An investigation was launched into the feasibility of improving the fatigue life of thick-walled cylinders with cross-bores by using a localized autofrettage technique. This technique utilized the high stress concentration at the cross-bore to induce localized residual stresses using relatively low internal pressures. An elastic-plastic finite-element analysis indicated that the resulting residual stresses in the vicinity of the cross-bore were predominately compressive and not sufficient in magnitude to induce reverse plasticity. When the resulting residual stresses were used with an elastic fracture-mechanics assessment of a quarter-circular crack at the intersection of the cylinder and cross-bore inner diameter, a significant extension of fatigue life was shown to be possible. In addition to prolonging the useful life of the cylinder, the localized residual stresses were shown to be possible at pressures below the yield threshold for the thick-walled cylinder. Thus, reverse plasticity, permanent deformations, and the need for post-autofrettage machining operations that could inadvertently lessen the beneficial results of a traditional autofrettage were avoided.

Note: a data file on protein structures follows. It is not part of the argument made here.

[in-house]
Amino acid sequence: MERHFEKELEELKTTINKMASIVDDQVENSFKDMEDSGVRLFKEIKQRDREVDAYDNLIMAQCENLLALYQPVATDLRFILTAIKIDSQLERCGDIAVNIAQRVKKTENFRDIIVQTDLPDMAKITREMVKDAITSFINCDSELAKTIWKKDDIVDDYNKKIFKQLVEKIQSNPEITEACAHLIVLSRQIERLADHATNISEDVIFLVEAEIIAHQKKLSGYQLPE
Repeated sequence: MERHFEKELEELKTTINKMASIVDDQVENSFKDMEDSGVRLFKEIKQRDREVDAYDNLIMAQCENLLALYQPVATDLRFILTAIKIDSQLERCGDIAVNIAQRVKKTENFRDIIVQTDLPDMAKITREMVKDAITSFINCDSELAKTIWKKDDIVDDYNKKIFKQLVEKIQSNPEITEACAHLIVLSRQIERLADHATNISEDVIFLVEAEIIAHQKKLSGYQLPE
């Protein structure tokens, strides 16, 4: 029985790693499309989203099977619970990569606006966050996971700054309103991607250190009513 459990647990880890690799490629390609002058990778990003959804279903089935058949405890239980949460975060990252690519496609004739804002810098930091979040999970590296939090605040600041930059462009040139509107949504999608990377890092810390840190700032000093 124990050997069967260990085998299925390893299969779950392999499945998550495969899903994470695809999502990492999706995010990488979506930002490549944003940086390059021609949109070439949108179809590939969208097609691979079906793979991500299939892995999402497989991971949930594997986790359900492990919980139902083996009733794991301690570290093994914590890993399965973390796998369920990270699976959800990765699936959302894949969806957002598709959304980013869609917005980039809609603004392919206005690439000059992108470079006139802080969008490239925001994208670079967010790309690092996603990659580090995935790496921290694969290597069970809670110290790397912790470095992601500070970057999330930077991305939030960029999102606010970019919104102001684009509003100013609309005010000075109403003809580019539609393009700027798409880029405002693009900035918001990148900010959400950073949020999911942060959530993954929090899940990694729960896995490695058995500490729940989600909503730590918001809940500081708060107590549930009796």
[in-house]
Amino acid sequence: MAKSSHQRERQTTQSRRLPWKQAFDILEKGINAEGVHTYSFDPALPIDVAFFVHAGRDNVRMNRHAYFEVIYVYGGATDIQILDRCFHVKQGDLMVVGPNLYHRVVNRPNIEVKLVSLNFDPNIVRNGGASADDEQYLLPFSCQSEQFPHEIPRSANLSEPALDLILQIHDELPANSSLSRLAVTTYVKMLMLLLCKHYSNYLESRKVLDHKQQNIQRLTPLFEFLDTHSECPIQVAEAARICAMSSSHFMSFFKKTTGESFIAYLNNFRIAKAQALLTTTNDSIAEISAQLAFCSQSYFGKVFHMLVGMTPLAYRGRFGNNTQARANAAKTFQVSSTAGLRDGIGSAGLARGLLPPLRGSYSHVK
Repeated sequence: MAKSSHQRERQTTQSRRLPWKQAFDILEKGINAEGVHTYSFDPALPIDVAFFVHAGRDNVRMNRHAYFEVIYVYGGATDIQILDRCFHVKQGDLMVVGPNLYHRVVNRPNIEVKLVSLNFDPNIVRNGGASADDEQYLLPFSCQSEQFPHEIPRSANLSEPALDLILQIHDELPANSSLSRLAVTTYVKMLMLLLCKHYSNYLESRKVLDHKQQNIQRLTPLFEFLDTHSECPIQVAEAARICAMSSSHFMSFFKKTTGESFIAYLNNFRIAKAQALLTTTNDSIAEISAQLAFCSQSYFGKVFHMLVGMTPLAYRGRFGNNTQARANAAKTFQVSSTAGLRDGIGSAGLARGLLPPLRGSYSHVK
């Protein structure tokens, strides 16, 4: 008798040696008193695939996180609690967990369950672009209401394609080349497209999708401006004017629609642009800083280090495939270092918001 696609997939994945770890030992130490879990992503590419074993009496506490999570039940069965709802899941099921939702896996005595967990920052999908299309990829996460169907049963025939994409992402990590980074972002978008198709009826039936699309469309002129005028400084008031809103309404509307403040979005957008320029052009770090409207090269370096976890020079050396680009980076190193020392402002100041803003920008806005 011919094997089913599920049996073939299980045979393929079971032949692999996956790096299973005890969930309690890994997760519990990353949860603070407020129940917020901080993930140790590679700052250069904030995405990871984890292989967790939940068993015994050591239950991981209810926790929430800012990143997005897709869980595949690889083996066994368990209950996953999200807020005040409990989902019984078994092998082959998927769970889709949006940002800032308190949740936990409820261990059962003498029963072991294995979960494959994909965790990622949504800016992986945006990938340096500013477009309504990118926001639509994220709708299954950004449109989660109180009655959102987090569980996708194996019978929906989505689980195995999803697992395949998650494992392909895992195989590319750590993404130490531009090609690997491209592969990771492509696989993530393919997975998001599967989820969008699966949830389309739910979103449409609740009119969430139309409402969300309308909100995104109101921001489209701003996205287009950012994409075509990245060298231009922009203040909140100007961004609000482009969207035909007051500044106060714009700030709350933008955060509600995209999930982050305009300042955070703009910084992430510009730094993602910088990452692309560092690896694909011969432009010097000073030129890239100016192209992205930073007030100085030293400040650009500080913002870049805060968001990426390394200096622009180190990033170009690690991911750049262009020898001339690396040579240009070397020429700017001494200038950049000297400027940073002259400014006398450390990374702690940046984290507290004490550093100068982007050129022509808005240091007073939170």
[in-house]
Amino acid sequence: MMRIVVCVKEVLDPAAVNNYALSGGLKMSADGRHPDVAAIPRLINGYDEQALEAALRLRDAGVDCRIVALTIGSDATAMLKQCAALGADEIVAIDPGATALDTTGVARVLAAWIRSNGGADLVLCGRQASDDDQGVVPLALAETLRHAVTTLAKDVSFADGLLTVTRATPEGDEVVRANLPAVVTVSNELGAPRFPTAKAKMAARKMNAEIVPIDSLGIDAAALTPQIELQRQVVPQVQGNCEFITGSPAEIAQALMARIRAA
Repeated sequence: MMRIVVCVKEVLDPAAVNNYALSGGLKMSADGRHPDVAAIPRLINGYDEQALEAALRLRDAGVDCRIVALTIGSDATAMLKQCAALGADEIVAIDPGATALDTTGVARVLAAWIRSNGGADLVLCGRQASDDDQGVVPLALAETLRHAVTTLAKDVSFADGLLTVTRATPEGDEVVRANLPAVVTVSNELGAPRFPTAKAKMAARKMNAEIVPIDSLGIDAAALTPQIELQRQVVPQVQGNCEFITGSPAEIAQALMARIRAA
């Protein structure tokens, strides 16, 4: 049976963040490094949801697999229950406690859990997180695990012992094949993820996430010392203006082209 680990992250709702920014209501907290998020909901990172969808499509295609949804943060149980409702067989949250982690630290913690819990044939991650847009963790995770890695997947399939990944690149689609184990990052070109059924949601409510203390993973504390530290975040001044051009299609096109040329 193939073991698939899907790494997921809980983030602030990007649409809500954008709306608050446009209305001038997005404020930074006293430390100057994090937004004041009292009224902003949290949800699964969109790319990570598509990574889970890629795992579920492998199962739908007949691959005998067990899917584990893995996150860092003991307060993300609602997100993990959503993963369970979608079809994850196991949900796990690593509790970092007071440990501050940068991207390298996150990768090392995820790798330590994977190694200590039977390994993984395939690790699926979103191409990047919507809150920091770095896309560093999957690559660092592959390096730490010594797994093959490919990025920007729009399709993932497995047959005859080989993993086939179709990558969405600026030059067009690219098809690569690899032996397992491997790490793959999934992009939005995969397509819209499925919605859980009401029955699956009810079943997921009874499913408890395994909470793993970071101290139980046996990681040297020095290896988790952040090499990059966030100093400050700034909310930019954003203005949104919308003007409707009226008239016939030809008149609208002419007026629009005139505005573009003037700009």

Localized Autofrettage as a Design Tool for the Fatigue Improvement of Cross-Bored Cylinders
Segall, A. E., Tricou, C., Evanko, M., and Conway, J. C., Jr. (November 1, 1998). "Localized Autofrettage as a Design Tool for the Fatigue Improvement of Cross-Bored Cylinders." ASME. J. Pressure Vessel Technol. November 1998; 120(4): 393–397. https://doi.org/10.1115/1.2842349
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